In this day and age, it is hard to ignore the constant loom of the climate crisis while also trying to navigate the world’s economic challenges.This tag-team of wicked problems seems to touch every aspect of our lives in one way or another, but have you ever considered how they affect digital preservation? That is exactly what the Digital Preservation Coalition (DPC) wanted to know from its supporters, including Artefactual, at this year’s Digital Preservation Futures webinar series.
At Artefactual, we envision a future where cultural memory thrives and we think that the best way to achieve that future is three-fold: by making open source software, by focusing on data centricity, and by being part of a diverse community of users.
Artefactual makes open source software intentionally, in part, to make starting digital preservation more accessible to a wider variety of community users. Financial contribution does not have to come from all participants equally. We want to see as many organizations succeed as possible, which is why we give away our code and our documentation.
Additionally, when we think about how to make digital preservation more durable, we focus our work around the idea that the AIP should outlast the software that created it. AIPS are designed to be self-describing and system-agnostic. Although this design philosophy was not specifically created to address environmental and economic problems, organizations can make choices that result in a system that is low cost and with a low environmental footprint.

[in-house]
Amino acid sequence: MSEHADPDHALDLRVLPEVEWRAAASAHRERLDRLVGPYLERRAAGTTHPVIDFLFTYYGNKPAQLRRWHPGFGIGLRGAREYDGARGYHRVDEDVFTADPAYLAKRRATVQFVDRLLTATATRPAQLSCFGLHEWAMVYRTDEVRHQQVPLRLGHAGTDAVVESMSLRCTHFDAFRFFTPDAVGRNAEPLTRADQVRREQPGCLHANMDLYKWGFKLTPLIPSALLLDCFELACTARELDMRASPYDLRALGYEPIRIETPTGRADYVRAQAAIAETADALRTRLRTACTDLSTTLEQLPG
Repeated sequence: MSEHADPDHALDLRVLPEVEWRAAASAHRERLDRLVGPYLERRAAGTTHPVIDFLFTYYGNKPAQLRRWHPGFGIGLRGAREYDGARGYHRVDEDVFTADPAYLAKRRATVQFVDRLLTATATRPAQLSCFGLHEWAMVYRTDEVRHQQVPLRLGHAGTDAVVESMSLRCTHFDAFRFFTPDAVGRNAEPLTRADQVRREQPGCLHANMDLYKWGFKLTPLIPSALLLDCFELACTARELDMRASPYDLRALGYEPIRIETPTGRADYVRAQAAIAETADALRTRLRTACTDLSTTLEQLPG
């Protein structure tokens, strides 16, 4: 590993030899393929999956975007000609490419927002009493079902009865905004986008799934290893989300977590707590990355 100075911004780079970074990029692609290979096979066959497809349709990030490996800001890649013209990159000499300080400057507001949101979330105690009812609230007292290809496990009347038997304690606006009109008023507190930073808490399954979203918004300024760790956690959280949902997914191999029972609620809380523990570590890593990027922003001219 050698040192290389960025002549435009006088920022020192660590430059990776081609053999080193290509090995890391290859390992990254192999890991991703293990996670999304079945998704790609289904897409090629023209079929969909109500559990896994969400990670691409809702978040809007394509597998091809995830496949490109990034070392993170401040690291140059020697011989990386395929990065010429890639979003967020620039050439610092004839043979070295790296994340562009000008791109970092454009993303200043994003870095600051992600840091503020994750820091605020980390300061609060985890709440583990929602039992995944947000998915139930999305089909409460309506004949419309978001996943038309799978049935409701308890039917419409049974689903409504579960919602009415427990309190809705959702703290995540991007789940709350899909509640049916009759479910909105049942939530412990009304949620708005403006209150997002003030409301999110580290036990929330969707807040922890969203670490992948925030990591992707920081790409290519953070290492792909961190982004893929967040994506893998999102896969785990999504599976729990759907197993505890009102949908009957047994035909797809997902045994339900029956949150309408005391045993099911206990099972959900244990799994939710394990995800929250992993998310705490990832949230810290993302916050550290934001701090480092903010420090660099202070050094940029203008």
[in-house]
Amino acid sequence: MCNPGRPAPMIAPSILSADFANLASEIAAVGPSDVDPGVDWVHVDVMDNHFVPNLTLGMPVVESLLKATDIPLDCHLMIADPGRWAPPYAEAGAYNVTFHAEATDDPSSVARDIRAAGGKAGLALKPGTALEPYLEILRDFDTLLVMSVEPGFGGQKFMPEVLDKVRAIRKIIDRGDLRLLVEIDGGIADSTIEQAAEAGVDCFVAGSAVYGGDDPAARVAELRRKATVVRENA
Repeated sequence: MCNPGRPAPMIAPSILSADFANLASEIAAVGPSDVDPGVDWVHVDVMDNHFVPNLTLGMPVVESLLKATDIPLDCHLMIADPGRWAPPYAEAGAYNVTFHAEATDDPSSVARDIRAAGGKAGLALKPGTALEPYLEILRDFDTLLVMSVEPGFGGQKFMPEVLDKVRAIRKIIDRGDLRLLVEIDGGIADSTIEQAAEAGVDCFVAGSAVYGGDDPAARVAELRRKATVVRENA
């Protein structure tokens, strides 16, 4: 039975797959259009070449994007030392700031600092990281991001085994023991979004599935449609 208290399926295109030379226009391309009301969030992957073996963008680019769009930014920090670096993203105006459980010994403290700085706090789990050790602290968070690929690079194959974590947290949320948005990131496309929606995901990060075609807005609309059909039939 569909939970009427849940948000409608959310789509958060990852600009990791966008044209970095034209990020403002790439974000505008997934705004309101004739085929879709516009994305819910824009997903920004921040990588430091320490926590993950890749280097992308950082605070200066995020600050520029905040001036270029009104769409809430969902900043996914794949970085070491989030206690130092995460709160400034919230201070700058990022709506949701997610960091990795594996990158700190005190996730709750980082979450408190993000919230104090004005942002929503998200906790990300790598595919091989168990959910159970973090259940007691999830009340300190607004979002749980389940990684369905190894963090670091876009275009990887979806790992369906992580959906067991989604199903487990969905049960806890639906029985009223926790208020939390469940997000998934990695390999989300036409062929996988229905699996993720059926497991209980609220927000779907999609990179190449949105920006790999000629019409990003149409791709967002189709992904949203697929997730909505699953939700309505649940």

Finally, by being part of a community that includes our customers, those running Archivematica on their own or with another service provider, we build resiliency into our tools and processes which in turn increases the chances of cultural memory persisting over time.
What’s good for an AIP is also good for an organization and for a community – long live the planet of the AIPs!